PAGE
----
August 2011

August 26, 2011 (Fri)Energy Use Depends on Temperature

Hi there or “Howdy!” as they say in Texas.  I just came back from a weeklong vacation in Texas where the heat is more unbearable than in Tokyo! We had temperatures of 38 degrees for nearly 40 days in a row. It was reported in the local news that it has not been this hot in a century and utility firms are scrambling to keep up with demand.

Speaking with locals, I found out it’s not only the heat and the cost of cooling buildings and cars, but a continued drought along with the intense sunshine has caused huge damage to agriculture and resulted in billions of dollars in loss for this year along. I was also surprised to see that some lakes in the area have completely dried up! Just goes to show that even a few degrees rise in temperature can be very costly in many aspects.

In Japan, we’re still experiencing high temperatures, but fortunately it has cooled off here during the last few weeks despite it’s still August, which is a great relief since we are still trying to cut back on electricity here in Japan.  I live in Shibuya, one of the bright, bustling districts in Tokyo, which is popular among young people. I find that although energy saving efforts are in place, the brightness of the city now is just about right. Actually it could probably stand to be a little calmer still. Shop lights are still lit, but the overpowering video billboards blasting music and commercials are tamed down and I don’t know if it’s just me, but no one seems to miss it! The only thing that gets me is there are still shop workers screaming at the top of their lungs in front of their stores, trying to lure customers in.  I want to tell them, “Hey, save your energy!”  

For a research project I am conducting on public awareness at Waseda University, I did a poll among 20 of my colleagues here at NHK, half of them Japanese and the other half from abroad. Here are some of the questions I asked them:

1)    Are you practicing energy saving efforts?
2)    What is different about your specific working/living environment since the cuts began?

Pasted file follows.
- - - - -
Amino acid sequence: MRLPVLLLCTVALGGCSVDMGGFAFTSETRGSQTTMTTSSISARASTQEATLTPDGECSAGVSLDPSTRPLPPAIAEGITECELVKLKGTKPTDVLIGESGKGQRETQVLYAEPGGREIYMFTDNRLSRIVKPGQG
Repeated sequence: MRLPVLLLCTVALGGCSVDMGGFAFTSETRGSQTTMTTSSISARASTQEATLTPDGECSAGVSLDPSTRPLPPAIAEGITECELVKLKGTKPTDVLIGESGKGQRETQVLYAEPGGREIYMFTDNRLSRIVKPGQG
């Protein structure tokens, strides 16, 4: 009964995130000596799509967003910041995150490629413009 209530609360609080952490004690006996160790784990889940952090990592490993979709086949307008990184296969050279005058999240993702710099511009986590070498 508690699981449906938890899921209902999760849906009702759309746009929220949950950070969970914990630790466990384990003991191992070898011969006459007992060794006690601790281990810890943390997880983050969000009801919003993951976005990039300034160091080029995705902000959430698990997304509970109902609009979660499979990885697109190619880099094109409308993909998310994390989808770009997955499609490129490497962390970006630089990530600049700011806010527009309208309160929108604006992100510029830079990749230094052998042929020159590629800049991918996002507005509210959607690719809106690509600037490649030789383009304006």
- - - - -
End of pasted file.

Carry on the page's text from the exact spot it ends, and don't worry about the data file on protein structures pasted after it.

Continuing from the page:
3)    Do you consciously think about how much electricity you are using?
4)    How do you motivate yourself to save electricity?
5)    Is energy saving a burden?

Please stay tuned next week to find out more on the results of my survey!  This week’s video on “Factories Reduce Power Usage” (
is on how the firm Mori Seiki has been able to reduce its electricity usage significantly with the cooperation of its employees.  That’s all from me today.  Join me again next week!

Factories Reduce Power Use(NHK Eco-Mix)Factories Reduce Power Use(NHK Eco-Mix)(∗this video is no longer available)

Posted at:12:53  |  Category:Columns  |  Energy Use Depends on Temperature   |  Comments(0) | Trackbacks(0)

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August 15, 2011 (Mon)No need to wrap those peaches!!

Hi there!
Amazing, delicious, fruit is one of the things I love about Japan, but not the wrapping that comes along with it! This morning I went to my local grocery store, which isn't a fancy-pants grocer by any means, and was saddened to find that even there peaches are wrapped in waffle-textured foam and then placed in a hard-clear plastic shell. Come on, really? Is it necessary? At the register, I asked if I could buy peaches without the wrapping and of course the clerk was very confused, saying, "Ginger-san, why don't you want the wrapping? The peaches will get squashed in your bag. And you ride a bicycle, so it's better to have wrapping so you can put the groceries in your bike basket."

Okay, I have to admit; wrapping decreases the risk of smashed fruit, but seriously it's a bit ridiculous when the size of the bundle of wrapping is the same size as the fruit. In Japan, people take food quality seriously, which means the flavor is just as important as the appearance, but that means more trash, more waste. I am amazed to see how much wrapping that goes on here in order to ensure a product is aesthetically pleasing.

There has to be more consciousness in how much waste goes into wrapping. If we start making a fuss when someone tries to put a flyer along with our groceries, or tries to "protect" our fruit with near bulletproof casing, things will begin to change. I mean, now some stores will take off 5 cents when you bring your own tote bag, so going lighter on packaging is also possible.

I asked my grocer and he mentioned that I can leave the packaging at the store if I felt that strongly about it, or I could just go to the pile of discounted "imperfect fruit." I looked over at the so-called "imperfect fruit," and not only was it fine, (a tiny bruise here and there) it was 30% off. It was a no-brainer, I took the naked peaches and soon discovered that the wrapping made no difference in taste, but it was all the more sweet knowing that I wasn't bringing a pile of trash home. Satisfied!

Now for an entertaining animation about trash, check out this next video called, "Pied Piper,"

Episode 07 "Pied Piper"(The Animal Conference on the Environment)Episode 07

which is part of "The Animal Conference on the Environment" series. Also, this week, NHK World will be airing the latest episodes of "Green Style Japan." A new episode will be broadcasted every Thursday, 08:30 JST (Wednesday, 23:30 UTC) and will aired multiple times throughout the day on August, 11, 18, and 25. Thank you for watching. And see you next time!

Posted at:16:38  |  Category:Columns  |  No need to wrap those peaches!!   |  Comments(1) | Trackbacks(0)

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